Level 2

I have been looking at how to take advantage of the agreed upon allocation of a child who was thought to be a dependent upon application for coverage but was determined to have provided more than half his support. What I found causes me to step back from the more beneficial allocation. Firstly there was no advance premium tax credit for the plan which means I then needed to look at 26 CFR § 1.36B-3(h)(1). When I took a closer look at this guidance I then looked at 26 CFR § 1.36B-4(a)(1)(ii) which states, "This paragraph (a)(1)(ii)(B) does not apply to amounts allocated under § 1.36B-3(h) (qualified health plan covering more than one family) or if the shifting enrollee or enrollees are the only individuals enrolled in the qualified health plan." In other words the allocation allowed by (a)(1)(ii)(B)(2) is not allowed if the covered individual is subject to guidance listed on 26 CFR § 1.36B-3(h)(1) which gives guidance that the premium allocation should be based on tax household according to the SLCSP for that household and some examples are provided under the relevant section. I would be glad to be proven wrong on this as it is not in the best interest of my client.

https://www.law.cornell.edu/cfr/text/26/1.36B-4

https://www.law.cornell.edu/cfr/text/26/1.36B-3#h(1)

In general. If a qualified health plan covers more than one family under a single policy, each applicable taxpayer covered by the plan may claim a premium tax credit, if otherwise allowable. Each taxpayer computes the credit using that taxpayer's applicable percentage, household income, and the benchmark plan that applies to the taxpayer under paragraph (f) of this section. In determining whether the amount computed under paragraph (d)(1)(i) of this section (the premiums for the qualified health plan in which the taxpayer enrolls) is less than the amount computed under paragraph (d)(1)(ii) of this section (the benchmark plan premium minus the product of household income and the applicable percentage), the premiums paid are allocated to each taxpayer in proportion to the premiums for each taxpayer's applicable benchmark plan.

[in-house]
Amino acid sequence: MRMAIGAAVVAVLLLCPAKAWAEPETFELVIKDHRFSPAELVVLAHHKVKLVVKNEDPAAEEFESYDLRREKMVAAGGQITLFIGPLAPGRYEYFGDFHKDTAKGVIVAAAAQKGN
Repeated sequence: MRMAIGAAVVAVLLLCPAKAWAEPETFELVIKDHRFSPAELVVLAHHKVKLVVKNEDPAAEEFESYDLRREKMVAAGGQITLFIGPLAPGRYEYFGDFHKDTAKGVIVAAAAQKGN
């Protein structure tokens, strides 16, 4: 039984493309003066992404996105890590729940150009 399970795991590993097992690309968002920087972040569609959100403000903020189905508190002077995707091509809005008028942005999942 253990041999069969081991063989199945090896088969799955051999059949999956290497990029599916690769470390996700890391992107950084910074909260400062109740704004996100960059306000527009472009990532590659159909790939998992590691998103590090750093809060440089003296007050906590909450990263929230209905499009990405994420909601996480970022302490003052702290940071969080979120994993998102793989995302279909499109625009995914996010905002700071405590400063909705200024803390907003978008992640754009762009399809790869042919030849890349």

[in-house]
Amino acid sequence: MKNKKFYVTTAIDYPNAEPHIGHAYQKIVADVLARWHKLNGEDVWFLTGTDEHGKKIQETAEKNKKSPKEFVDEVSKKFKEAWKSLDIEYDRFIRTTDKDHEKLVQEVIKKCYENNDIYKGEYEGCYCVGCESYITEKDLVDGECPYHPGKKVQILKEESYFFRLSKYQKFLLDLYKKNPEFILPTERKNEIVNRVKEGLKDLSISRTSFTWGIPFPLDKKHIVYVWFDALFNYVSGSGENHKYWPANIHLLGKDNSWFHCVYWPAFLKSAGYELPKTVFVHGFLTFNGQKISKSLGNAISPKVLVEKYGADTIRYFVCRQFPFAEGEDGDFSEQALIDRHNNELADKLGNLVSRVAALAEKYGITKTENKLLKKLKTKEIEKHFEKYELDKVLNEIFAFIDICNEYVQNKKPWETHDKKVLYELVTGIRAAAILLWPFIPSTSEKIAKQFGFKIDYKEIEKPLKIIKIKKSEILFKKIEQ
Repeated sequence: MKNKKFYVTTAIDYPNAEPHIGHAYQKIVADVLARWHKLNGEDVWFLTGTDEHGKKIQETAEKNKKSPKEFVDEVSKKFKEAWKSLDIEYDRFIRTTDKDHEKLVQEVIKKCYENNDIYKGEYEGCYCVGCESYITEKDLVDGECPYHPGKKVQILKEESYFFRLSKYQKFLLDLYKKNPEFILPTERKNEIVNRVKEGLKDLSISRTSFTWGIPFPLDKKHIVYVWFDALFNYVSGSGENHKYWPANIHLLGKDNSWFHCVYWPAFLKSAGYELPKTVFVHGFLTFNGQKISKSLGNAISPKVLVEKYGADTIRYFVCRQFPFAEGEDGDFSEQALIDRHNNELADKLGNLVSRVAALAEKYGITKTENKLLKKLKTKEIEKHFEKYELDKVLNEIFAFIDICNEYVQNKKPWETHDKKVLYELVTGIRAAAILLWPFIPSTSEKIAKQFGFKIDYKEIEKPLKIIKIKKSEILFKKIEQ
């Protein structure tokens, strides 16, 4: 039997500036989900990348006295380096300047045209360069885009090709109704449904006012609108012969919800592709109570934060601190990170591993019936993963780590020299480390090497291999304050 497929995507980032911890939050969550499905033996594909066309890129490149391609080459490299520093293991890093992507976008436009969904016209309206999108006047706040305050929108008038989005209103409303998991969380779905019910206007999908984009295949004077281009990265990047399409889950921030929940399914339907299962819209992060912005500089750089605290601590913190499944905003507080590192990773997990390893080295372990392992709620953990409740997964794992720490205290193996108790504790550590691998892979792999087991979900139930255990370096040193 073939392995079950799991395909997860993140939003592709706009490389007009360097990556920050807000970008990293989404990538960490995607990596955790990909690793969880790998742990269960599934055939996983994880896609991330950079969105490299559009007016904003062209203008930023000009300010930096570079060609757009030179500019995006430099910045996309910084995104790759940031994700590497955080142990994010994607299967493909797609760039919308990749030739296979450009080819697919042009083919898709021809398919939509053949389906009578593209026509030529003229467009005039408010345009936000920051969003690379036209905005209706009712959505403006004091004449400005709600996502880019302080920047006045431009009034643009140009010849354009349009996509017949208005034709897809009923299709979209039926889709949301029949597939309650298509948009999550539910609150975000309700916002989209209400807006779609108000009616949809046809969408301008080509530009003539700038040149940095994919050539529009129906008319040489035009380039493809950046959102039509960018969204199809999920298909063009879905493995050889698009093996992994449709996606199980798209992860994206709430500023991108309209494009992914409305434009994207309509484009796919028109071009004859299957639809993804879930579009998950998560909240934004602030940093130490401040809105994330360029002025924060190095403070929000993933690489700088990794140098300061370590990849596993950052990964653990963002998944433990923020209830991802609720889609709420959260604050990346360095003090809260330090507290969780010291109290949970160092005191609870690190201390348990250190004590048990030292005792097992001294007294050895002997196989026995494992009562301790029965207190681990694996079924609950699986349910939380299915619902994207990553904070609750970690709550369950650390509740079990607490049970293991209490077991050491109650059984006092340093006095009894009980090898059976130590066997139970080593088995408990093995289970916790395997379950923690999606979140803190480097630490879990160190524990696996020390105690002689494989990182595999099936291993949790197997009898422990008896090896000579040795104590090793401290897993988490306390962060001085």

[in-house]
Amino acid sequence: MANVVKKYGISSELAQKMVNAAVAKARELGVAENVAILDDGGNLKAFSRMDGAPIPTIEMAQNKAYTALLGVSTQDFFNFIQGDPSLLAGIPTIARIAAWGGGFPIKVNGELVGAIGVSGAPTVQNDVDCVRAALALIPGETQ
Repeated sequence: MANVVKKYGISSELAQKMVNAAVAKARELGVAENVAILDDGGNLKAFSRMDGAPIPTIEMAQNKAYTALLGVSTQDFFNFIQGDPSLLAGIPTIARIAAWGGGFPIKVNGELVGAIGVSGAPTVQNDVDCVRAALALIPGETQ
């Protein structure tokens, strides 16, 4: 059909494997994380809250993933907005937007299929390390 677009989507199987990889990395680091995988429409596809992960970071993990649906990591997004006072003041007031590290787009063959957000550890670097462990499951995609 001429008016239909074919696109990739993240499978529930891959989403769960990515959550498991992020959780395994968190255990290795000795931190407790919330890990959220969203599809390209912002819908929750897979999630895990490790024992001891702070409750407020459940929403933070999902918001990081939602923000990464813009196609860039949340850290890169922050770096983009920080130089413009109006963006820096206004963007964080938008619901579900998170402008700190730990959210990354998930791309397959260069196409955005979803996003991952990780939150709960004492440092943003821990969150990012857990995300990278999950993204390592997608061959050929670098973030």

(2) Example. The following example illustrates the rules of this paragraph (h):

Example.
(i) Taxpayers A and B enroll in a single policy under a qualified health plan. B is A's 25-year old child who is not A's dependent. B has no dependents. The plan covers A, B, and A's two additional children who are A's dependents. The premium for the plan in which A and B enroll is $15,000. The premium for the second lowest cost silver family plan covering only A and A's dependents is $12,000 and the premium for the second lowest cost silver plan providing self-only coverage to B is $6,000. A and B are applicable taxpayers and otherwise eligible to claim the premium tax credit.
(ii) Under paragraph (h)(1) of this section, both A and B may claim premium tax credits. A computes her credit using her household income, a family size of three, and a benchmark plan premium of $12,000. B computes his credit using his household income, a family size of one, and a benchmark plan premium of $6,000.

(iii) In determining whether the amount in paragraph (d)(1)(i) of this section (the premiums for the qualified health plan A and B purchase) is less than the amount in paragraph (d)(1)(ii) of this section (the benchmark plan premium minus the product of household income and the applicable percentage), the $15,000 premiums paid are allocated to A and B in proportion to the premiums for their applicable benchmark plans. Thus, the portion of the premium allocated to A is $10,000 ($15,000 × $12,000/$18,000) and the portion allocated to B is $5,000 ($15,000 × $6,000/$18,000).